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Rugby World Cup Sevens

World Cup broadside from HK fan Campo

PUBLISHED : Thursday, 15 April, 1993, 12:00am
UPDATED : Thursday, 15 April, 1993, 12:00am

AUSTRALIAN legend David Campese has lashed out at the Rugby World Cup Sevens organisers for ignoring Hongkong's role in popularising the sevens game.


Campese, making possibly his final sevens appearance for Australia, has long been a staunch believer in Hongkong as the world's leading sevens tournament.


And as well as confirming his support for Hongkong, he attacked the format of the World Cup Sevens, which will see the eventual finalists playing 10 matches over three days at Murrayfield.


Said Campese: ''I don't know what I am doing here. The Rugby World Cup Sevens competition is unnecessary considering there was an ideal opportunity to have a world event in Hongkong three weeks ago.


''All the players were there and they have a magnificent stadium.'' He added that the tournament format in Edinburgh was too demanding on the players.


''What do the IRB think we are, robots? With all those games we have to play they might as well just give the Melrose Cup to the team who are just standing at the end of the tournament.'' When asked why he thought the IRB were holding a world event, Campese rubbed his forefinger and thumb together to symbolise cash.


The Australian winger's views were backed up by an official from Fiji, who won a hat-trick of Hongkong titles between 1990 and 1992 and were this year's runners-up to Western Samoa.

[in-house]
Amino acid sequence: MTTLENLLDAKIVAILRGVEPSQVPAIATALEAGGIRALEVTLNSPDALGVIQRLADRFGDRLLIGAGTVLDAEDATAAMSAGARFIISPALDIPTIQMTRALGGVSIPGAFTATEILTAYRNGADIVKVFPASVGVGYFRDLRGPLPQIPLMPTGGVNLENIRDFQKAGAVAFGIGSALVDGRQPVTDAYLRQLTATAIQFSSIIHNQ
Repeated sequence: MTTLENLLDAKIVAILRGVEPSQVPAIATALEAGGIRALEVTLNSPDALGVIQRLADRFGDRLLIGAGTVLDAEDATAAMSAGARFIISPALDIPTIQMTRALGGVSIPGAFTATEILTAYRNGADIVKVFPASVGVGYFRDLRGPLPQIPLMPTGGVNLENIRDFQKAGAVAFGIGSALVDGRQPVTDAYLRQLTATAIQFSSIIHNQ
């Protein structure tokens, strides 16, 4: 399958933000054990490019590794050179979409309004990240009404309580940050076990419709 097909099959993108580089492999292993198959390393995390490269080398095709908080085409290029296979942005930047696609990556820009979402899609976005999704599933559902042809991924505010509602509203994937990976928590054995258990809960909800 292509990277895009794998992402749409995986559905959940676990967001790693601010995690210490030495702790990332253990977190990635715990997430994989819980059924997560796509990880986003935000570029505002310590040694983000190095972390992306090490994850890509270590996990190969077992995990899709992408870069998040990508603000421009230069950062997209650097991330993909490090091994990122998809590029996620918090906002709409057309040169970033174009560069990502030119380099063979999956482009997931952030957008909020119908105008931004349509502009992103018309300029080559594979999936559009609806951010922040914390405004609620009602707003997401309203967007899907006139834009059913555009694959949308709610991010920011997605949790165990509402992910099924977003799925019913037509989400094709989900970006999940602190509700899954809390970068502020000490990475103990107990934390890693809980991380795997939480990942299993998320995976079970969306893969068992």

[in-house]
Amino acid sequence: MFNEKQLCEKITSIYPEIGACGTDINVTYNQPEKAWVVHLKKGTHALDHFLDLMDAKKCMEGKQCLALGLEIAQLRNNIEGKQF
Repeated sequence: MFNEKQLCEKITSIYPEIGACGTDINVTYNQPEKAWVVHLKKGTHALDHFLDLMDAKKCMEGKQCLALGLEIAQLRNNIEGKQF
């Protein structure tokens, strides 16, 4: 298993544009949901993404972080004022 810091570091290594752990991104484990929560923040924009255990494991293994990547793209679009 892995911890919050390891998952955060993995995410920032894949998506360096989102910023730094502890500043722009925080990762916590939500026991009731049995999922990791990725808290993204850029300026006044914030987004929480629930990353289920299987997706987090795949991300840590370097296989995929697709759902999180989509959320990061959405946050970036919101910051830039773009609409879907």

The official, who preferred not to be named, said the IRB were refusing, flatly and arrogantly, to acknowledge the existence of the Hongkong Sevens, which had come to be regarded as the unofficial world championship.


He said: ''The IRB do not appreciate what Hongkong has done for world sevens. It is only because of Hongkong that there is a World Cup here.


''A lot of people have been making comparisons with Hongkong, but the IRB do not want to hear them. Whenever someone says, 'Well, it is done this way in Hongkong', the IRB just say that Hongkong is wrong.'' But he admitted that the Fijians must approach this week's tournament at Murrayfield with the same intensity that goes into their preparations for Hongkong.


''After all, this is the official one,'' he added. ''But it takes nothing away from the Hongkong event.'' The Fijian official also criticised the IRB rules governing replacements, where injured players can be substituted only during a match and after being examined by the tournament doctor.


In other tournaments, replacements can come on at the discretion of the referee, and many feel the new rule will take up too much time.


England captain Andrew Harriman, who has made only one appearance in Hongkong, for the Barbarians in 1991, said all the players saw the territory's event as one of the best in the world.


But he felt organisers were justified in having the inaugural tournament in Scotland, where sevens rugby originated.


''It is right to hold it in Scotland first,'' commented Harriman. ''There is a strong lobby for Hongkong to host the next tournament if there is one, and I can see a situation where Hongkong would.'' The new kings of sevens, Western Samoa, however, have not addressed the issue.


Since their victory over Fiji in last month's Hongkong Sevens final, which made them heroes in their home country, the squad have concentrated solely on their rugby.


Captain Danny Kaleopa said: ''We just think about playing rugby. Hongkong was very intense and we feel the same in Scotland, although in Hongkong there were more things to do outside rugby.


''But since it is the inaugural World Cup, no one knows what it is going to be like.'' Some of the smaller countries taking part in the World Cup have also made comparisons with Hongkong.


Italian team manager Maurizio Mondelli said: ''I think Hongkong has a stronger tradition for sevens rugby than Scotland. But since sevens did start in Scotland, it was the correct decision to have the first one here.'' Cautious Fiji call up cover for Rasari: Page 29